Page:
Other People’s Boats

Categories Supplemental Thoughts
2017_07_02_sanderlingDeck

Experience has taught us that sailing on the Fourth of July is just not our scene, but there are always OPBs.

On Friday, we were supposed to sail the final race of the Summer Solstice Regatta. The wind forecasts were calling for gusts into the high-30s, and I had already warned Sailor Steve that I probably wouldn’t be racing in that. We’ve been out in those conditions before, and I had every confidence that we could technically get the boat around the course, but we were well out of the running for this regatta and not competitive against the larger boats in heavy weather, so I could see no reason for sailing heroics. As it turned out, the race was cancelled.

The crew of Tiki still wanted to go for a sail, and asked if we wanted to join them. Tiki is a big Pearson 36-2, and I thought it would be fun to go tackle some weather in their boat. I helped them change to a smaller jib and the crews of Mystique, Island Breeze, and Lucky Star II joined us. Then the crews of Bad Dog II and Restless came aboard. Then some other bystanders joined us. As they were counting the life jackets, I was concerned that a decorated Volkswagen would come honking into the marina to calliope music with fifteen clowns to hang off the rigging.

The cockpit was so overloaded that Jen and I sat on the foredeck. Of course, the foredeck isn’t exactly where you want to be when it’s blowing over 30kts, which it was before we even left the shelter of the creek. The bay was churned up, with lots of fetch from the southerly wind, and we were immediately taking spray over the bow. With the boat loaded up like a refugee barge, they made the [sound] decision to not deploy the sails, so we had a brief motorboat ride. Having the seen the conditions firsthand, I was glad that they cancelled the race.

As we were coming in, Sunset was going out, sailing down the creek channel on a small jib. I tried to take a picture, but it was tough to operate a camera. The bay always looks flat in photos anyway.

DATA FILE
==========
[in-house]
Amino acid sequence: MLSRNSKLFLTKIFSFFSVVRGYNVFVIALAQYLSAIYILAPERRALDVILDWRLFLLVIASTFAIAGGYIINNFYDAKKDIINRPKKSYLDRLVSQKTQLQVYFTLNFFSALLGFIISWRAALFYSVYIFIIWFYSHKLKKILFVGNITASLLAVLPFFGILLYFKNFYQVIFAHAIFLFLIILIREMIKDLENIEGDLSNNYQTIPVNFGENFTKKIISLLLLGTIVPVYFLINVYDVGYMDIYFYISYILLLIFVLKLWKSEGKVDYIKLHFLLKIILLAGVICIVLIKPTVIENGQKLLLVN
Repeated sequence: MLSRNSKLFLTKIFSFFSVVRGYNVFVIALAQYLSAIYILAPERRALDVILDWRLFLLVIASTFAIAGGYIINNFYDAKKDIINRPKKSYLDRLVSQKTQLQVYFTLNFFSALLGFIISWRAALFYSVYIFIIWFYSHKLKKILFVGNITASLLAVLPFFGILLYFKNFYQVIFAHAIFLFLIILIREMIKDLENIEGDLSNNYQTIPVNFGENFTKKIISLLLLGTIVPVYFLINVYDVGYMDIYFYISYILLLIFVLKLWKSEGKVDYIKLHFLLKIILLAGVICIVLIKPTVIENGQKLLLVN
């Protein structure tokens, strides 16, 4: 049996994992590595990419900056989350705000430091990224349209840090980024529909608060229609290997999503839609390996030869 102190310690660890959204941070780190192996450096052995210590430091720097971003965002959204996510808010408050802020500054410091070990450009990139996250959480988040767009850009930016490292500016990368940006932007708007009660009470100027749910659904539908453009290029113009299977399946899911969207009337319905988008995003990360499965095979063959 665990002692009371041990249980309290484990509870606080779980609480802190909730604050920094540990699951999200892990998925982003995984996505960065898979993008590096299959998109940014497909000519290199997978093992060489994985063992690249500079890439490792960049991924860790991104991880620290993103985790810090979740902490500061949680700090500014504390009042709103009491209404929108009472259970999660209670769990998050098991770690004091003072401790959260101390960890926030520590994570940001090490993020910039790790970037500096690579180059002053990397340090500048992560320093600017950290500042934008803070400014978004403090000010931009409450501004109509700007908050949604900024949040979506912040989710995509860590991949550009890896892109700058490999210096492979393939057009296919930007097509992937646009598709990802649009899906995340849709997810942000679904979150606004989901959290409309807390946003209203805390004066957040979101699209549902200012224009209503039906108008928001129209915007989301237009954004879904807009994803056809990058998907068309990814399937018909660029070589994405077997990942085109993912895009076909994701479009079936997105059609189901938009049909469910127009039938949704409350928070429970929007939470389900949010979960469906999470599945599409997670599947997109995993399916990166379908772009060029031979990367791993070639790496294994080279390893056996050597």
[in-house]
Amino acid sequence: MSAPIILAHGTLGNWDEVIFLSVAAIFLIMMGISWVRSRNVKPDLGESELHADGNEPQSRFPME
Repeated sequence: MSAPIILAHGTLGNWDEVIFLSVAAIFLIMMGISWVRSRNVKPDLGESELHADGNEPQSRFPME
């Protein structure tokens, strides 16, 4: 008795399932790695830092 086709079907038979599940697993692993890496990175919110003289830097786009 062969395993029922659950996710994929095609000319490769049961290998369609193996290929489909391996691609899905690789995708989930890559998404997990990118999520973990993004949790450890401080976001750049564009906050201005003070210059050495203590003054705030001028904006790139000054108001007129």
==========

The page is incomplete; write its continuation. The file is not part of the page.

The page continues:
I stayed on the boat Friday night with the intention of sailing Saturday morning, despite our general rule about not sailing on Independence Day weekend. Between the heat, the moderately high wind, and the potential for boat traffic, we decided that we should just motor over to Governor’s and have a swimming day…except that Jen didn’t bring her bathing suit. Actually, she only had half of one. We had a lengthy discussion about how this is possible. I thought that she lost or forgot the other half, but it turns out that you can buy half a woman’s bathing suit, which makes me wonder 1) why would you do this? and 2) why it’s even called a “suit” if you can buy mismatched sets. We made the difficult decision to celebrate the weekend by doing something truly American, and made a trip to The Walmarts for a really nice emergency half-a-bathing suit.

We narrowly escaped, although by then it was fully raining. We drove out of the rain cloud on the short drive back to the marina, but the sky looked ominous, and we decided that it wasn’t in the cards for us to sail.

When we got back home, I had a message from someone on the sailing forums, asking me if I wanted to help him sail his new-to-him Marshall Sanderling on Sunday. A Sanderling is a classic 18′ catboat—one of the oldest boats in continuous production, going back to 1962. The only catboat I’d ever been on was a Beetle Cat that I sailed out of the Antique Boat Museum in Clayton, NY, so I jumped at the chance.

Shore traffic was intense. It took me an hour to get from the Parkway exit on 72 to the Manahawkin Bay Bridge, and I was a little late getting to the boat in Beach Haven. The skipper had the boat all prepped and ready to go, with a reef already in the huge sail, and we quickly made our introductions and started untying dock lines.

He was new to sailing, and I wasn’t sure what he knew beyond his ASA 101 class. I was initially a little confused when we allowed the boat to drift out of the slip, tied the bow to the end piling, then let the boat blow head-to-wind to raise the sail, but it worked fine. Once underway, the skipper handled the boat well under both power and sail. We tacked back and forth several times across Little Egg Harbor with surprisingly little boat traffic to contend with. I even took the helm for a bit, and found the boat really pleasant to sail. It’s pretty much the perfect boat for Little Egg, with a shallow draft and a lot of form stability from her wide, flat hull.

Jen and I have received a lot of help from the sailing community over the years, and I still feel like I’m in the hole on karma. It was nice to lend a hand, even though I probably wasn’t necessary…he’s got it figured out. It’s a beautiful boat, and we wish them all the best.

“Prepare to fend off the bridge abutment.”